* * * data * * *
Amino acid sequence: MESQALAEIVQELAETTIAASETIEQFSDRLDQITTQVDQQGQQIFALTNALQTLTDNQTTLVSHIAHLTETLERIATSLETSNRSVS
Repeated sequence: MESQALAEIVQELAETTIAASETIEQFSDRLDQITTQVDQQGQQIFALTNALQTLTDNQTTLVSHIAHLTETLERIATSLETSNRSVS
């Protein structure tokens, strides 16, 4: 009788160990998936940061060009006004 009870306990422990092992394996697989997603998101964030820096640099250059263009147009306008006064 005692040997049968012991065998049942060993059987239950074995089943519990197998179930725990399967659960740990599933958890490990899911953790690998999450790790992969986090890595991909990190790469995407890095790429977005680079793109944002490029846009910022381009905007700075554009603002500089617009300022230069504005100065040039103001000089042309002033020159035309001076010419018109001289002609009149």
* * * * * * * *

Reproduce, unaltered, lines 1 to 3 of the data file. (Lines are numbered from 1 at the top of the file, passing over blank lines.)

Amino acid sequence: MESQALAEIVQELAETTIAASETIEQFSDRLDQITTQVDQQGQQIFALTNALQTLTDNQTTLVSHIAHLTETLERIATSLETSNRSVS
Repeated sequence: MESQALAEIVQELAETTIAASETIEQFSDRLDQITTQVDQQGQQIFALTNALQTLTDNQTTLVSHIAHLTETLERIATSLETSNRSVS
């Protein structure tokens, strides 16, 4: 009788160990998936940061060009006004 009870306990422990092992394996697989997603998101964030820096640099250059263009147009306008006064 005692040997049968012991065998049942060993059987239950074995089943519990197998179930725990399967659960740990599933958890490990899911953790690998999450790790992969986090890595991909990190790469995407890095790429977005680079793109944002490029846009910022381009905007700075554009603002500089617009300022230069504005100065040039103001000089042309002033020159035309001076010419018109001289002609009149």